An inspiration for generations of artists, sculptor and teacher Krishna Chhatpar passes away

Home » An inspiration for generations of artists, sculptor and teacher Krishna Chhatpar passes away
Krishna Chhatpar. Photo credit: Arunkumar H G on Facebook

In Memoriam

Krishna Chhatpar. Photo credit: Arunkumar H G on Facebook

A highly respected sculptor and teacher of many stalwart artists, Krishna Chhatpar, left his earthly abode on July 7, 2022, at the age of 86.

Born on May 24, 1936, Chhatpar chose the artistic path and eventually became a professor at the prestigious Maharaja Sayajirao University (MSU) of Baroda for a life-long stint, and is known to have mentored and inspired generations of contemporary artists.

Krishna Chhatpar in his younger days. Photo credit: Asia Art Archive

On the site Critical Collective, an analysis of the Modernist movement in Indian sculpture touches upon the figurative phase of the Seventies, and speaks of how Chhatpar “isolated the human limbs, rendered in plaster, with startling realism, made even more so [sic.] in the way a forearm is shown vertically, resting on its hand with sprawled out fingers, the upper portion of which gets transformed into a sensuous thing. The dematerialization aspect and an aura of mystery around the figure form also reveal an affinity with Giacometti’s work…”.

Works by Krishna Chhatpar. Photo credit: Arunkumar H G on Facebook
Works by Krishna Chhatpar. Photo credit: Arunkumar H G on Facebook

About his passing, well-known artist Rekha Rodwittiya mourned, “An irreplaceable loss of a dedicated human being, whose informed teachings and empathy shaped the lives of so many students since 1960. He was a teacher who influenced me greatly in my foundation years at the Faculty of Fine Arts. He was someone who taught me the value of visual perception as an art student and the skill of developing an aesthetic comprehension. The art world in India has lost a quiet soul who contributed so much without ever asking for anything in return.”

Sarbari Roy Choudhury (sitting), Raghav Kaneria, and Krishna Chhatpar taken at the sculpture studio in the Faculty of Fine Arts, MSU of Baroda, during the Fine Arts Fair between 1959 and 1960. Credit: Shri Jyoti Bhatt | Via Rekha Rodwittiya on WhatsApp

Earlier, writing for the Aicon Gallery, Rodwittiya had also said, “Chhatpar taught sculpture to…foundation course. His method of instruction was to invite you to find your curiosity. His quiet conversations held many stories that were often anecdotal and which allowed you to recognize how to enter into the world of art from the personalized spaces of experience and identification, and to notice the small things around with more detailed attention.”

Iconic and internationally celebrated sculptor Dhruva Mistry also described Chhatpar as a mentor, and told FWD Life that he “respects the conceptual beauty and mindfulness of his works.”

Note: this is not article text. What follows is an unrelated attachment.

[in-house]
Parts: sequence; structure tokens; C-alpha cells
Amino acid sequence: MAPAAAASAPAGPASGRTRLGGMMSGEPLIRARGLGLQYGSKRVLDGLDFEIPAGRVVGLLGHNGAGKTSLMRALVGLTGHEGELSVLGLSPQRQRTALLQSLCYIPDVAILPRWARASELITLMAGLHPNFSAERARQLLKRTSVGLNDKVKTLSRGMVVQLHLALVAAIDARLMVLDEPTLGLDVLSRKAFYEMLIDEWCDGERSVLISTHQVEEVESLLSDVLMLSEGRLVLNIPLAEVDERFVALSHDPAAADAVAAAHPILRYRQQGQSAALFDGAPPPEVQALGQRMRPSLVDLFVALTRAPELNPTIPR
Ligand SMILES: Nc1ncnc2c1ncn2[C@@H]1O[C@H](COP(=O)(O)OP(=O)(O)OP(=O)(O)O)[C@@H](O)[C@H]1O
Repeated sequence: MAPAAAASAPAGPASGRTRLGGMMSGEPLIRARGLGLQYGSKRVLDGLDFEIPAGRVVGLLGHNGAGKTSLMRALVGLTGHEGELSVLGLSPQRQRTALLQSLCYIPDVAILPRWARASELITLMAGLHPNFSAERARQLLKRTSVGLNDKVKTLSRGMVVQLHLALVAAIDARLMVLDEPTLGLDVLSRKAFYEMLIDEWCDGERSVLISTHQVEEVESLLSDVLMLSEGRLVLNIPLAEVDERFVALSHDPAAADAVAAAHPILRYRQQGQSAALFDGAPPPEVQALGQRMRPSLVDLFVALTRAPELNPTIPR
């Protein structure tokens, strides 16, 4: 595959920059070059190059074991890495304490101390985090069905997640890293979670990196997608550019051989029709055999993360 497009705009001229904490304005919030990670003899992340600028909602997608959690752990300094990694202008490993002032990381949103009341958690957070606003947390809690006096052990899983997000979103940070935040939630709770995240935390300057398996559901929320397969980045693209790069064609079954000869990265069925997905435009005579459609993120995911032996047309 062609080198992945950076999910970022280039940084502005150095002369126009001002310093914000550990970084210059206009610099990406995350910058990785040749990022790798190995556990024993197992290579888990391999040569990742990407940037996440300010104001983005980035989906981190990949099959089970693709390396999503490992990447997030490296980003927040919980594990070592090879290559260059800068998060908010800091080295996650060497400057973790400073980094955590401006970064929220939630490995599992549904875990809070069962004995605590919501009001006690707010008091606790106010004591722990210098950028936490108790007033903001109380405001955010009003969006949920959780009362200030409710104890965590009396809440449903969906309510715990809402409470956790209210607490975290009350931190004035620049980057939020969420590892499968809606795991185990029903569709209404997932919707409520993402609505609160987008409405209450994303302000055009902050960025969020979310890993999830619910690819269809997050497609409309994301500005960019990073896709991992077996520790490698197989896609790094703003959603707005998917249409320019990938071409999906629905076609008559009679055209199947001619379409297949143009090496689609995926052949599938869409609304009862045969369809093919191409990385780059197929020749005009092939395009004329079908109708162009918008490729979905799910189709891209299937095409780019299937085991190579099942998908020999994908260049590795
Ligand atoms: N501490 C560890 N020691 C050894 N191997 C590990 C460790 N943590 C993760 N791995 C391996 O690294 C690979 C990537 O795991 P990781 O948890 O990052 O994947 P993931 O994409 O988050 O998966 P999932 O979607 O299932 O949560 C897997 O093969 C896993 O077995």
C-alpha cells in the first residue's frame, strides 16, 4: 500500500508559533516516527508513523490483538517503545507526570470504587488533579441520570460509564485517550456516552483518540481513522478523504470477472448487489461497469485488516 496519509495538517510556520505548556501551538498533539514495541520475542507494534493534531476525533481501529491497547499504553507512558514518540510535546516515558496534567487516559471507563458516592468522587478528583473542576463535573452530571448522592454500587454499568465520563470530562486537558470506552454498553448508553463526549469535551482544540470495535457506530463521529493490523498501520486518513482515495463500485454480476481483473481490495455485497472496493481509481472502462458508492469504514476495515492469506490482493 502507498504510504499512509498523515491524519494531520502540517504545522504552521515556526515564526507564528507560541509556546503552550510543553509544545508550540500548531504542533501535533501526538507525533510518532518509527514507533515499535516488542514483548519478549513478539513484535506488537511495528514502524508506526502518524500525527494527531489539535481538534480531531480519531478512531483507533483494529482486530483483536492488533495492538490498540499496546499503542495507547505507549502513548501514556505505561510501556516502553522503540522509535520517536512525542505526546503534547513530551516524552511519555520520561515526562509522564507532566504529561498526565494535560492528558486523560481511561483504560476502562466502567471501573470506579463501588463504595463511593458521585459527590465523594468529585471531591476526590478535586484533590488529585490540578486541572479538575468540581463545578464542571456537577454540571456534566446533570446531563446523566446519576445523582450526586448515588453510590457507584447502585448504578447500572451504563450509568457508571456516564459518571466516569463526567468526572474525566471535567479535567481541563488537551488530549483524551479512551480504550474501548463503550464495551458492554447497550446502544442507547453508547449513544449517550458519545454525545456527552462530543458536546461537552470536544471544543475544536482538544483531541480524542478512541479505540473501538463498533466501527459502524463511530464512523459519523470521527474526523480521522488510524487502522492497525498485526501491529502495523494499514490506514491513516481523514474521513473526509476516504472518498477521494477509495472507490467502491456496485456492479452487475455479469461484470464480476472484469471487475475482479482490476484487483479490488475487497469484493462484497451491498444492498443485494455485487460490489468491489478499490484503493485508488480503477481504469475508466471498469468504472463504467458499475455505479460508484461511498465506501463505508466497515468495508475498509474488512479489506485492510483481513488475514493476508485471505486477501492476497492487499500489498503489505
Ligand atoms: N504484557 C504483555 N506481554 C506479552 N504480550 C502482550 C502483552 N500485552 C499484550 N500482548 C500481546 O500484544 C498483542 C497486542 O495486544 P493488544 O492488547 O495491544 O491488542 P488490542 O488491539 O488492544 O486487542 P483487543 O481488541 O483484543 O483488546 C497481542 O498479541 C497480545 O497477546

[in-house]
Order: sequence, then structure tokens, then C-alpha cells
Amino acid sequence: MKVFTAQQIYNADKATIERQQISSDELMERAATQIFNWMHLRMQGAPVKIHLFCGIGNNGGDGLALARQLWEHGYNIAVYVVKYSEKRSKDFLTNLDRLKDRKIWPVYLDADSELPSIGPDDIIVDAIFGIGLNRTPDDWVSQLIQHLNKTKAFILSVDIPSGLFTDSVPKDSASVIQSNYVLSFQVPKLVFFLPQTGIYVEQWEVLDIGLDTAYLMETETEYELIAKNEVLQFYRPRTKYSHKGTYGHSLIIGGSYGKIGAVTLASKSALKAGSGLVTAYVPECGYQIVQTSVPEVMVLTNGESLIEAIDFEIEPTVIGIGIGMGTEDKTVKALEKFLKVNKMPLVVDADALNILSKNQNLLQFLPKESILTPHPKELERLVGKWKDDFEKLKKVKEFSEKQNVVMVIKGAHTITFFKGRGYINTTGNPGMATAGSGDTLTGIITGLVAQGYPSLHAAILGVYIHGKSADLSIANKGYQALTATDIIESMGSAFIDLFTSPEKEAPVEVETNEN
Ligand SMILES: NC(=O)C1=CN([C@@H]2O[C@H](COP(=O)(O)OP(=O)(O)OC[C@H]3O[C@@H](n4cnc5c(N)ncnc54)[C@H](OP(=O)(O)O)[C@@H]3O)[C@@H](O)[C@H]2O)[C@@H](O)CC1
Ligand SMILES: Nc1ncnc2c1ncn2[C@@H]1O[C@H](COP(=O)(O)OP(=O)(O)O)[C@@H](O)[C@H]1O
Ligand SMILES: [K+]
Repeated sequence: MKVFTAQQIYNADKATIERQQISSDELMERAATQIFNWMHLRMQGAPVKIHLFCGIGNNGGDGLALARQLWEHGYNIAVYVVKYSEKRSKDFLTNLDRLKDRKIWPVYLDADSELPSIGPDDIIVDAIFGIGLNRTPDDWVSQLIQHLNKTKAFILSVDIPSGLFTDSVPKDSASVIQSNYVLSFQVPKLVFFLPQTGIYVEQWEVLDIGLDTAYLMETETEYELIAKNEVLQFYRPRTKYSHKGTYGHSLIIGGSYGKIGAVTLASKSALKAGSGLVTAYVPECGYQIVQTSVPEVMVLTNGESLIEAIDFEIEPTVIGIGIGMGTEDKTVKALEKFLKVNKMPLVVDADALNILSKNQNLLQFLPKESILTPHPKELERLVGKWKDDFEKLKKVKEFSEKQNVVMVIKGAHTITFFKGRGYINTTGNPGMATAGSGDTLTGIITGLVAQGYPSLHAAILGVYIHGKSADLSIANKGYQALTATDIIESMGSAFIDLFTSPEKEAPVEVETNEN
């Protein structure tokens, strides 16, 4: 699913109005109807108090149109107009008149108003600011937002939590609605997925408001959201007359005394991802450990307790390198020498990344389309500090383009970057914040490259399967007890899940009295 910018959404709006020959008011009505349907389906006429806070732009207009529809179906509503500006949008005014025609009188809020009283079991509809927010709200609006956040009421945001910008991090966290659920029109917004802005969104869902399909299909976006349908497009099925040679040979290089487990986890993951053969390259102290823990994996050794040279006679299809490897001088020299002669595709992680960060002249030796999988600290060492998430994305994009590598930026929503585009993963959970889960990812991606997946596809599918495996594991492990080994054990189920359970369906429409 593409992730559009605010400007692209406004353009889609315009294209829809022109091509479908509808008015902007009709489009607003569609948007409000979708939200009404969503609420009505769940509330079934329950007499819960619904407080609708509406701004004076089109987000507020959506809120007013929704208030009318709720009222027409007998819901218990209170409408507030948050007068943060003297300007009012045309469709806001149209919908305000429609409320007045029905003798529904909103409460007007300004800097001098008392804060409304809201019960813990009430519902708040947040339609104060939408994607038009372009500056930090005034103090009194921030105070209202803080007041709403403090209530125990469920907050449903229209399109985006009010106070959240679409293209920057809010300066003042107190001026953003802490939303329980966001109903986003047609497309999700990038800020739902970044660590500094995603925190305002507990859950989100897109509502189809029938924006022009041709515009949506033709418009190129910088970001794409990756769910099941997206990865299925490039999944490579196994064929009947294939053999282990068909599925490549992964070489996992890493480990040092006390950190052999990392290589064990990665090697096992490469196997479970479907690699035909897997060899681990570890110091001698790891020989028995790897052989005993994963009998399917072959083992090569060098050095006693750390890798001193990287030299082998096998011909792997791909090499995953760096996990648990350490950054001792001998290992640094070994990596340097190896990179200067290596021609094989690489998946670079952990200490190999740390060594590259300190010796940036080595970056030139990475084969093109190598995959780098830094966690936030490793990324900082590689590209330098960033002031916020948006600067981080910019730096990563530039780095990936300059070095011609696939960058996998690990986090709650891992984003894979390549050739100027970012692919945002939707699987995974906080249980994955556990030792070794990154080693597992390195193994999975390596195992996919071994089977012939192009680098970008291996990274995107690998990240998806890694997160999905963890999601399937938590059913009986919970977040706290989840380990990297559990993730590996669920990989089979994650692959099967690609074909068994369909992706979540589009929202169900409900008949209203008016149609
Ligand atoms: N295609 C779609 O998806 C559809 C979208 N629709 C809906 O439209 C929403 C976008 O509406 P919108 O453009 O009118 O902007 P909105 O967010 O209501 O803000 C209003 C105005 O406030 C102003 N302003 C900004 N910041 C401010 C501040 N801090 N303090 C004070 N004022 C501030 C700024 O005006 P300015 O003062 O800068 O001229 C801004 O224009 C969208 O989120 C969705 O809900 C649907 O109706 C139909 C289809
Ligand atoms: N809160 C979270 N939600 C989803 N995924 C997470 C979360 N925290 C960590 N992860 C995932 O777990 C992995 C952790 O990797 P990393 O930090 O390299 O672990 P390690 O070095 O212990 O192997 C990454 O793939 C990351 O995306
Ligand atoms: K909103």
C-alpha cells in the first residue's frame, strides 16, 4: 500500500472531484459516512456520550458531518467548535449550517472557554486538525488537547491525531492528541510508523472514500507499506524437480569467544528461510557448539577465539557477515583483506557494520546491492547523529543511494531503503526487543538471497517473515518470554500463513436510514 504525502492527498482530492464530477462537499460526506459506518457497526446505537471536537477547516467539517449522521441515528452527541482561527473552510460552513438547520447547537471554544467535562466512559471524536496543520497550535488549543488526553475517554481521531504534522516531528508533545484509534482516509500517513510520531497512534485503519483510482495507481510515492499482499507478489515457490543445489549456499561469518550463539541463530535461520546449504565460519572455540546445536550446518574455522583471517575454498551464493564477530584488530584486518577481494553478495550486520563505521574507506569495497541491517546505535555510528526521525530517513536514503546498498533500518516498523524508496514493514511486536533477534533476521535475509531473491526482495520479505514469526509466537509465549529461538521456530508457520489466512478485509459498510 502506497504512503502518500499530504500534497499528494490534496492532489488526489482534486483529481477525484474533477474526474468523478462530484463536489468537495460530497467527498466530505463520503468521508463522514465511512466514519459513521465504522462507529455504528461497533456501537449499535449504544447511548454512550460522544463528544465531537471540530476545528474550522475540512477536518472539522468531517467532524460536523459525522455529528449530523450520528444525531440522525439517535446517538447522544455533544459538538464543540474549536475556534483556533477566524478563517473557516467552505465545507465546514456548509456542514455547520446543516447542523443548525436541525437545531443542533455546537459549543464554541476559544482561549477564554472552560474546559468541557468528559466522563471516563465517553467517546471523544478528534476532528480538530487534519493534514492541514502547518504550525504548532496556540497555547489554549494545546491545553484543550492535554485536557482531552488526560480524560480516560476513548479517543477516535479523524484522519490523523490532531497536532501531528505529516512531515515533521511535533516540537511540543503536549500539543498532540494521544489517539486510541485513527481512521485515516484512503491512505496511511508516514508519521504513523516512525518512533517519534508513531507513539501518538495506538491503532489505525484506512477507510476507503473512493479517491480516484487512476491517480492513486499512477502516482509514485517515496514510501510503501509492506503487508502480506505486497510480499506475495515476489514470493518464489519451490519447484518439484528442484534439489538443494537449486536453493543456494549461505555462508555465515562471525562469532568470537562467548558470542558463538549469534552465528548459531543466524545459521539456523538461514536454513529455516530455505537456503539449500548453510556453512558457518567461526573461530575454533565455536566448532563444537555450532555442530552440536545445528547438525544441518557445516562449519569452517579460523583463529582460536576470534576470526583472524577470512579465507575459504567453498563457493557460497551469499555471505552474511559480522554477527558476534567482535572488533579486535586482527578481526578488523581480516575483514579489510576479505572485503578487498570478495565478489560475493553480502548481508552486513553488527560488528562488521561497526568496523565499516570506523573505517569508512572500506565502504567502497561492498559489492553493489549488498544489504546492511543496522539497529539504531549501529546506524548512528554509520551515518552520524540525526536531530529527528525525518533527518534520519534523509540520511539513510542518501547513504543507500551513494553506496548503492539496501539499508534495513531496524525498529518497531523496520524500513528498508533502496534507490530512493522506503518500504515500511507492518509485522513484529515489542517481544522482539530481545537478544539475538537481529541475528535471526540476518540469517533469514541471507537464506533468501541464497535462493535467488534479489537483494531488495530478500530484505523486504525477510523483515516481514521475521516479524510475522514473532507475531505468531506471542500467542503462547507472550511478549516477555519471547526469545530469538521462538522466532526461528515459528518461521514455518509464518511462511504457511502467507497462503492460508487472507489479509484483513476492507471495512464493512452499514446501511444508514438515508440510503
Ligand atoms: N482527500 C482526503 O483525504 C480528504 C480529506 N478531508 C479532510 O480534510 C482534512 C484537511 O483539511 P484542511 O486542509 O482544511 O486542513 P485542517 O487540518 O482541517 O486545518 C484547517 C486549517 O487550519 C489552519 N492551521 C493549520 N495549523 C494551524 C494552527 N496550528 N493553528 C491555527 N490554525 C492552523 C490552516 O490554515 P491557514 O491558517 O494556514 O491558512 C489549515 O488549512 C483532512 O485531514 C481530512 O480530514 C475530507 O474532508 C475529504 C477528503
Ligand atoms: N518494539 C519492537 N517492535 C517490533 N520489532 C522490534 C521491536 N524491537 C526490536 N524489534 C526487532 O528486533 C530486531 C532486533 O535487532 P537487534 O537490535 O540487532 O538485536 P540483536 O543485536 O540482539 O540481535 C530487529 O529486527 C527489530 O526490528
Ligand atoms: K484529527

Retake of Autumn 1983 in Vadodara, Feb 2018: L-R: G Ravinder Reddy, Trupti Patel, Dhruva Mistry and mentor Krishna Chhatpar. Photo credit: ‘Dhruva Mistry Artist’ Page on Facebook

Chhatpar encouraged a discursive approach towards sculpture, and taught alongside several luminaries, including Ratan Parimoo, Mahendra Pandya, Raghav Kaneria, Kumud Patel, G.M. Sheikh, Vinodray Patel, Jyoti Bhatt, Ramesh Pandya, R. Panchal, V.S. Patel and later Jyotsna Bhatt, among other non-alumnus entrants like Jeram Patel and Nasreen Mohamedi.

Tributes for the teacher poured in as the news of his death spread. Sculptor Megha Joshi, an alumna of MSU, posted condolences on Facebook and wrote, “So long, Sir. Shri Krishna Chhatpar, creator of more artists than art. He lived a life that was so much more deeply moving than any artwork. I hope one of his students closer to him will write a book on him. An extraordinary human being. Deeply mourned, remembered forever.”

Krishna Chhatpar. Photo courtesy Yogesh Mahida | Via Megha Joshi on Facebook

Similarly, speaking of his time at MSU, Telangana artist Ravinder Reddy, speaking to Shubh Yatra, informed that professor Chhatpar was a teacher who was “instrumental in making him aware of form, volume, texture and sensitivity towards one’s own surroundings.” Reddy said that it was under Chhatpar’s guidance that he began to explore his ideas through sculpture.

In an interview with Odisha Bytes, well-known sculptor Arunkumar HG — while speaking about his sustainable art that celebrates nature — mentioned Chhatpar’s profound influence on his artistic roots while studying at MSU. Describing how this academic stint shaped his artistic vision, Arunkumar stated, “In the very first class of BFA in the first week of July when I joined MSU, our teacher, Krishna Chhatpar came to the class. A lecturer in sculptures, he was an extraordinary human being and had a diverse personality. In the very first class, he took us for a plantation session. I did not understand the reason for doing so then but later, I could guess his message.”

Krishna Chhatpar. Photo credit: Arunkumar H G on Facebook

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